From the earliest days of the country, American Jews have fought for their own rights and for the broader principle of freedom for all citizens. Fighting for religious freedom, championing civil rights and promoting equality have placed the Jewish community at the forefront of shaping a more democratic society. U.S. Jews have exemplified the importance of civic participation in the pursuit to “form a more perfect union.”
American Jews have been instrumental in promoting social change throughout history. Ernestine Rose and Hannah Greenebaum Solomon – founder of the National Council of Jewish Women – championed women’s rights, including suffrage. The late Supreme Court Justice Ruth Bader Ginsburg dedicated her career to advancing women’s rights. Ginsburg fought as early as the 1970s for women to be able to pursue the same roles in society as men and was critical of the lack of “working women as competent and successful role models.”
Jews stood shoulder to shoulder with the African American community in its fight for equal rights. The NCJW collaborated with the National Council of Negro Women to develop ‘Wednesdays in Mississippi’ to build bridges of understanding between women of different ethnic and religious groups. Wednesday’s Women sought to end violence against African Americans and to help build relationships before the end of segregation.
Several Jews were prominent in the labor movement: Samuel Gompers founded the AFL and Sidney Hillman co-founded the CIO. Their efforts helped establish fundamental labor rights, such as the right to fair wages, safe workplaces and collective bargaining. Rose Finkelstein organized for the right of married women to work and keep their paychecks. Judy Heumann championed the passing of the Americans with Disabilities Act (ADA).
Edie Windsor was a leading gay rights activist. She sued the federal government after being required to pay more than $300,000 in estate taxes because federal law did not treat same-sex surviving spouses equally. The U.S. Supreme Court ruled in Windsor’s favor, leading to new federal rights, privileges and benefits.
From the Marx Brothers to the Three Stooges and from Mae West to Jack Benny, Jewish entertainers laid the foundation for contemporary celebrities like Bob Dylan, Steven Spielberg, Scarlett Johansson and Mayim Bialik. In sports, Hank Greenberg and Sandy Koufax became record-setting baseball stars while Aly Raisman brought home three Olympic gold medals. These individuals exemplify Jewish contributions to America’s vibrant cultural fabric. U.S. Jews have made significant advancements of knowledge in science, technology and economics: there are 132 American Jewish Nobel laureates.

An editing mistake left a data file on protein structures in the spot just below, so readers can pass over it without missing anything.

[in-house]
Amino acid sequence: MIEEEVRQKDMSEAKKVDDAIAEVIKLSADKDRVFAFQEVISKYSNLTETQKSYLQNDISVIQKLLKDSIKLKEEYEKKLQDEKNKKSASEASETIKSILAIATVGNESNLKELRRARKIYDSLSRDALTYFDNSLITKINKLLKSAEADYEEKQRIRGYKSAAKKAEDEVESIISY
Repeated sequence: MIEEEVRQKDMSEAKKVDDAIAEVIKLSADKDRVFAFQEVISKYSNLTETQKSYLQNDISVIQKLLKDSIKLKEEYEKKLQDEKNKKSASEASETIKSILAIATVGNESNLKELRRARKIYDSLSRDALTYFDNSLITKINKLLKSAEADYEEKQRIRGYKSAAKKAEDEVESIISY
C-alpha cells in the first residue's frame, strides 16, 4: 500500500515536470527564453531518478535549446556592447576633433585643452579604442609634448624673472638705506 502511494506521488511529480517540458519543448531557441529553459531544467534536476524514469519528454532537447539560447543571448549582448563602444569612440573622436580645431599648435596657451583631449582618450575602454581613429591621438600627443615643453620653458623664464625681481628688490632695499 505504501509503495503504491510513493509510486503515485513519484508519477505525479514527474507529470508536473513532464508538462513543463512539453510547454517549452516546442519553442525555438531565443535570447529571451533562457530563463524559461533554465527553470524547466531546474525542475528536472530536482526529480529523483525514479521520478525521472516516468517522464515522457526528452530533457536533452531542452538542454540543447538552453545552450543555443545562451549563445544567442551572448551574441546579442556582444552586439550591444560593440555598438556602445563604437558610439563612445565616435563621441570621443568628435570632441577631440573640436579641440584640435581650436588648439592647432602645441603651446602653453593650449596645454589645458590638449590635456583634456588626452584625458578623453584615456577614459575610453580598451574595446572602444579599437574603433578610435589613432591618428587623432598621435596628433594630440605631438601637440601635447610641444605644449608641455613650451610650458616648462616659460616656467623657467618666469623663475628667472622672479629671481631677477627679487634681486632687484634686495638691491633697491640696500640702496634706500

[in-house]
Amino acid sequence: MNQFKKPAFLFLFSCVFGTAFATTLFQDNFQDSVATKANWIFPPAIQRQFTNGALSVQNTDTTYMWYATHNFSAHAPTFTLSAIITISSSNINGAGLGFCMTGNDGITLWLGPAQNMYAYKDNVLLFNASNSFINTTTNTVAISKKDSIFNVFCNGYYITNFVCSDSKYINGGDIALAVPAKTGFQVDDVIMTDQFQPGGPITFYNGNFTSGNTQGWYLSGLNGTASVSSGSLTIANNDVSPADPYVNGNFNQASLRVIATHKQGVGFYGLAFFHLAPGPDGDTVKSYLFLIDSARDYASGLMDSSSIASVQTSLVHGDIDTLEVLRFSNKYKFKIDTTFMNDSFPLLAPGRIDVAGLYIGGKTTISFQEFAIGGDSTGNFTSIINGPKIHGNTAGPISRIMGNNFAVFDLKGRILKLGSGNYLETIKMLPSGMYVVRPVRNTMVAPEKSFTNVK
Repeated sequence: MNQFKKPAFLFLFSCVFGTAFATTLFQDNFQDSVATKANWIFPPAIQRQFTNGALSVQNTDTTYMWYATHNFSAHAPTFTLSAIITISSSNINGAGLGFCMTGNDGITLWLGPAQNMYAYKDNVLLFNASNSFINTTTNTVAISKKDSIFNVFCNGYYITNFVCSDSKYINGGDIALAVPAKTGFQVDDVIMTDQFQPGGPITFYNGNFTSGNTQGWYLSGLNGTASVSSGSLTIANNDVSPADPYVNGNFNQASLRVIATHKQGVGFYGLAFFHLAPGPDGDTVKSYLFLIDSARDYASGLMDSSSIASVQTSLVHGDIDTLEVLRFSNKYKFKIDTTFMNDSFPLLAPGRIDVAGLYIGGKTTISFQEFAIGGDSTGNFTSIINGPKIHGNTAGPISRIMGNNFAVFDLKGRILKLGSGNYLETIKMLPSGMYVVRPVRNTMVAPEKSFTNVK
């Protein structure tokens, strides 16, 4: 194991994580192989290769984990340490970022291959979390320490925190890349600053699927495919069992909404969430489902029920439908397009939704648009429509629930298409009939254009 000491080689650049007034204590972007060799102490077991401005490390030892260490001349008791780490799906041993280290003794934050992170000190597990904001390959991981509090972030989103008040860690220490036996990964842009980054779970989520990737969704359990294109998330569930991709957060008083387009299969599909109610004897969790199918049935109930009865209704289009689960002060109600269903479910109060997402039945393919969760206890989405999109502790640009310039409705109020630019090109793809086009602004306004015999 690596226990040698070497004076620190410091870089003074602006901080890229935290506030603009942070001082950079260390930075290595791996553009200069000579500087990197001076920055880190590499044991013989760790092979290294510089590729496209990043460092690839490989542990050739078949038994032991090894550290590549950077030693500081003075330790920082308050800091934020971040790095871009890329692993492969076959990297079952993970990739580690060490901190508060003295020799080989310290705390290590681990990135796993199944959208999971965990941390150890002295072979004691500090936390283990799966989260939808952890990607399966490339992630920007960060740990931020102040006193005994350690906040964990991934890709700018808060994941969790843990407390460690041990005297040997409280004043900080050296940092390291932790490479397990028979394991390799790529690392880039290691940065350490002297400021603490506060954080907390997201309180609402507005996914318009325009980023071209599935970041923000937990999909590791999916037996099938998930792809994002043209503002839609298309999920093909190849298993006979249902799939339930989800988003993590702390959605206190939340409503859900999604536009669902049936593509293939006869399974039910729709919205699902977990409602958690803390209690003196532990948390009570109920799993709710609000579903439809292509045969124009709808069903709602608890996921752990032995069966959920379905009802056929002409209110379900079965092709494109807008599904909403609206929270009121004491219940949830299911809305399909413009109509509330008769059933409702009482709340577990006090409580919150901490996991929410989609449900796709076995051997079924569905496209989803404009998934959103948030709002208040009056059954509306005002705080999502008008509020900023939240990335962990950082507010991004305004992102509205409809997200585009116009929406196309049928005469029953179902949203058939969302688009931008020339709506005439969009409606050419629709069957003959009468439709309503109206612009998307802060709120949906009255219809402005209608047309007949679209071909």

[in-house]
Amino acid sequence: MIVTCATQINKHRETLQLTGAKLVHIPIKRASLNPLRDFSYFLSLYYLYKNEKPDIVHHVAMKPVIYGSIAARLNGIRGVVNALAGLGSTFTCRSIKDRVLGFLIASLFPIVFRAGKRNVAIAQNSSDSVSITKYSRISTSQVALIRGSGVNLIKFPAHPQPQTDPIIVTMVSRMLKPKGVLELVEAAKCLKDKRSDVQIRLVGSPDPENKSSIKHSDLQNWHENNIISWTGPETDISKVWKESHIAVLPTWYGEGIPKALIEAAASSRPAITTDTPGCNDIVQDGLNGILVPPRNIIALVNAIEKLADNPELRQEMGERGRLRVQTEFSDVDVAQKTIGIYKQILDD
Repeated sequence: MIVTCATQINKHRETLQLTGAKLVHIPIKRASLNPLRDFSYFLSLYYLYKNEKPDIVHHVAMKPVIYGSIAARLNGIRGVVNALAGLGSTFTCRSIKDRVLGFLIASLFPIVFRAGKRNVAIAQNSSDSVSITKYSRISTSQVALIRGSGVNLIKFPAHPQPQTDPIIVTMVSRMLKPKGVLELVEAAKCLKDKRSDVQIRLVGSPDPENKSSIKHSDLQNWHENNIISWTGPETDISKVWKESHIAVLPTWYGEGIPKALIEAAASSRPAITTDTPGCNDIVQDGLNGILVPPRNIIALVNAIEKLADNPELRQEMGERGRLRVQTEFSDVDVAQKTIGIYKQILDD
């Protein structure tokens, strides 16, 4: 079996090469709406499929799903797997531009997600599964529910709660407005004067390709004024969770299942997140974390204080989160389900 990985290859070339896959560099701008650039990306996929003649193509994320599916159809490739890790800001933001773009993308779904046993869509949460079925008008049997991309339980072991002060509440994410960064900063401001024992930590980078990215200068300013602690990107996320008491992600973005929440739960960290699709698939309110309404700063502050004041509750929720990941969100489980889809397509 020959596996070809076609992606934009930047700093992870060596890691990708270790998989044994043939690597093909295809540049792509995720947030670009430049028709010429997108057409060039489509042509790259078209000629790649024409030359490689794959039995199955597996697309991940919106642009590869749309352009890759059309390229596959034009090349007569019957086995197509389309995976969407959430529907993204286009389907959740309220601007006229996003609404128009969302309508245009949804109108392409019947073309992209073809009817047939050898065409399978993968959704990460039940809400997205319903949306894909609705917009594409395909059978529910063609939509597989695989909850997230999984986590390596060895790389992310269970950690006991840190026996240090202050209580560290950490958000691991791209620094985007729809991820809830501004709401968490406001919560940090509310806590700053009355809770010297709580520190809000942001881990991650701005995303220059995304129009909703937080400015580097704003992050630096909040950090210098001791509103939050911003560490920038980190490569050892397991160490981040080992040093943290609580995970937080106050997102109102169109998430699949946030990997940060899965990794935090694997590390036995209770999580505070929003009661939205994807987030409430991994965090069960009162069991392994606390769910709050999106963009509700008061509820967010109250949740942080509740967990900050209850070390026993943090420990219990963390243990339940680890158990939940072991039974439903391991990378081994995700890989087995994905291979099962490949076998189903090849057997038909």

Jewish cultural traditions and practices are enmeshed in broader American society. Yiddish phrases like spiel and chutzpah are ingrained in common usage, highlighting the influence of Jewish language and culture on everyday speech. The talents and achievements of American Jews contribute to the nation's vibrant and diverse identity.
Two well-known American Jews made iconic and long-lasting contributions to American patriotism: poet Emma Lazarus and composer Israel “Irving” Berlin. Lazarus wrote The New Colossus in 1883 to help raise money for the construction of a pedestal for the Statue of Liberty. Her poem was engraved in the pedestal, including the immortal expression, “Give me your tired, your poor, Your huddled masses yearning to breathe free.”
Irving Berlin wrote God Bless America while serving in the army during World War I. Upon his passing, President George H. W. Bush hailed him as “a legendary man whose words and music will help define the history of our nation.” Berlin scored the music for the 1949 Broadway musical Miss Liberty, which included a song called "Give Me Your Tired, Your Poor."